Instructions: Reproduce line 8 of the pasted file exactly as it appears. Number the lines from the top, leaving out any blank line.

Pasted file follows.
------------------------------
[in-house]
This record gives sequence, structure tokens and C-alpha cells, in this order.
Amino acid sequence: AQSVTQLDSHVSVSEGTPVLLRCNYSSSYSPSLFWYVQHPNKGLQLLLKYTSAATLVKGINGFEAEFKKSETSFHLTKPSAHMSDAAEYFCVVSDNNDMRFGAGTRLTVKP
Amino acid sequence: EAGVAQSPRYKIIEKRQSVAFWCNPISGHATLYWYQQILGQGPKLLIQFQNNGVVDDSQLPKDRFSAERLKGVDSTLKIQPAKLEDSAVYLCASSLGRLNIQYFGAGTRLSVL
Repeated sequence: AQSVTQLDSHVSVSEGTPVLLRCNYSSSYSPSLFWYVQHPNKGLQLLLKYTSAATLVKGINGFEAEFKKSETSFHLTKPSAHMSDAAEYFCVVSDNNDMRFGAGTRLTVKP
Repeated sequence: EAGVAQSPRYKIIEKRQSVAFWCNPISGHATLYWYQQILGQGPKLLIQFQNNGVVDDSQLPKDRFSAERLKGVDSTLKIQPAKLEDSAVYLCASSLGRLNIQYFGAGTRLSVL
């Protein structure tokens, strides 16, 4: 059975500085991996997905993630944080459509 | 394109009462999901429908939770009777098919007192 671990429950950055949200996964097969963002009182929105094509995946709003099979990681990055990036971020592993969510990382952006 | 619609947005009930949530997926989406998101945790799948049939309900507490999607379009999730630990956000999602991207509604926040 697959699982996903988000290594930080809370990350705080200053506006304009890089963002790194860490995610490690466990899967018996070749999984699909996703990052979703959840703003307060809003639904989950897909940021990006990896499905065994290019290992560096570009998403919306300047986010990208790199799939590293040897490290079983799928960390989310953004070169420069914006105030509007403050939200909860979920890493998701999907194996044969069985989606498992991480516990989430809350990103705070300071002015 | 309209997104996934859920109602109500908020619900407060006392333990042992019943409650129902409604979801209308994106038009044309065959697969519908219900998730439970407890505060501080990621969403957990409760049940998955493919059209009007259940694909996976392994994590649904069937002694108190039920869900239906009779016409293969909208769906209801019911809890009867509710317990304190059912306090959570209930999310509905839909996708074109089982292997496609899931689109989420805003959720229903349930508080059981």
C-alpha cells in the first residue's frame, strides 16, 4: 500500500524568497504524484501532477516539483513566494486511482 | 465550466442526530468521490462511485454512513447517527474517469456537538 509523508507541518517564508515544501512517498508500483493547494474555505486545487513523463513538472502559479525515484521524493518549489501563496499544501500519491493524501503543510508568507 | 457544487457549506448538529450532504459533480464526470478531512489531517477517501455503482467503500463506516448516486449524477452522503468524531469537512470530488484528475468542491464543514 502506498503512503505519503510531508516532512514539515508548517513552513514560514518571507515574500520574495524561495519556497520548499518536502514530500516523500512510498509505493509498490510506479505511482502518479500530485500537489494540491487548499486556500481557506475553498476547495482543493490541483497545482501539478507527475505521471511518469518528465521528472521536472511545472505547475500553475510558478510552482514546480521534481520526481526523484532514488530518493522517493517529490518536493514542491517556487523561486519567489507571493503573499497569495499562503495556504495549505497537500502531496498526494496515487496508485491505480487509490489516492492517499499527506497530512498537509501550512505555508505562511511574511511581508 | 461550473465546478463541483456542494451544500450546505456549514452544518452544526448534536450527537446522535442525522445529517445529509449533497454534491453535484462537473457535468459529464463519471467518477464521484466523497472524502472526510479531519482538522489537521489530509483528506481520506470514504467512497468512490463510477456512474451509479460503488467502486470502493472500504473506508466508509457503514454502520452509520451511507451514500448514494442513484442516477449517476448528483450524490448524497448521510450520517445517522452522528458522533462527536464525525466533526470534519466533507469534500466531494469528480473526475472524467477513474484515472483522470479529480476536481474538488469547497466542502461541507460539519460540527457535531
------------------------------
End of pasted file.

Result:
C-alpha cells in the first residue's frame, strides 16, 4: 500500500524568497504524484501532477516539483513566494486511482 | 465550466442526530468521490462511485454512513447517527474517469456537538 509523508507541518517564508515544501512517498508500483493547494474555505486545487513523463513538472502559479525515484521524493518549489501563496499544501500519491493524501503543510508568507 | 457544487457549506448538529450532504459533480464526470478531512489531517477517501455503482467503500463506516448516486449524477452522503468524531469537512470530488484528475468542491464543514 502506498503512503505519503510531508516532512514539515508548517513552513514560514518571507515574500520574495524561495519556497520548499518536502514530500516523500512510498509505493509498490510506479505511482502518479500530485500537489494540491487548499486556500481557506475553498476547495482543493490541483497545482501539478507527475505521471511518469518528465521528472521536472511545472505547475500553475510558478510552482514546480521534481520526481526523484532514488530518493522517493517529490518536493514542491517556487523561486519567489507571493503573499497569495499562503495556504495549505497537500502531496498526494496515487496508485491505480487509490489516492492517499499527506497530512498537509501550512505555508505562511511574511511581508 | 461550473465546478463541483456542494451544500450546505456549514452544518452544526448534536450527537446522535442525522445529517445529509449533497454534491453535484462537473457535468459529464463519471467518477464521484466523497472524502472526510479531519482538522489537521489530509483528506481520506470514504467512497468512490463510477456512474451509479460503488467502486470502493472500504473506508466508509457503514454502520452509520451511507451514500448514494442513484442516477449517476448528483450524490448524497448521510450520517445517522452522528458522533462527536464525525466533526470534519466533507469534500466531494469528480473526475472524467477513474484515472483522470479529480476536481474538488469547497466542502461541507460539519460540527457535531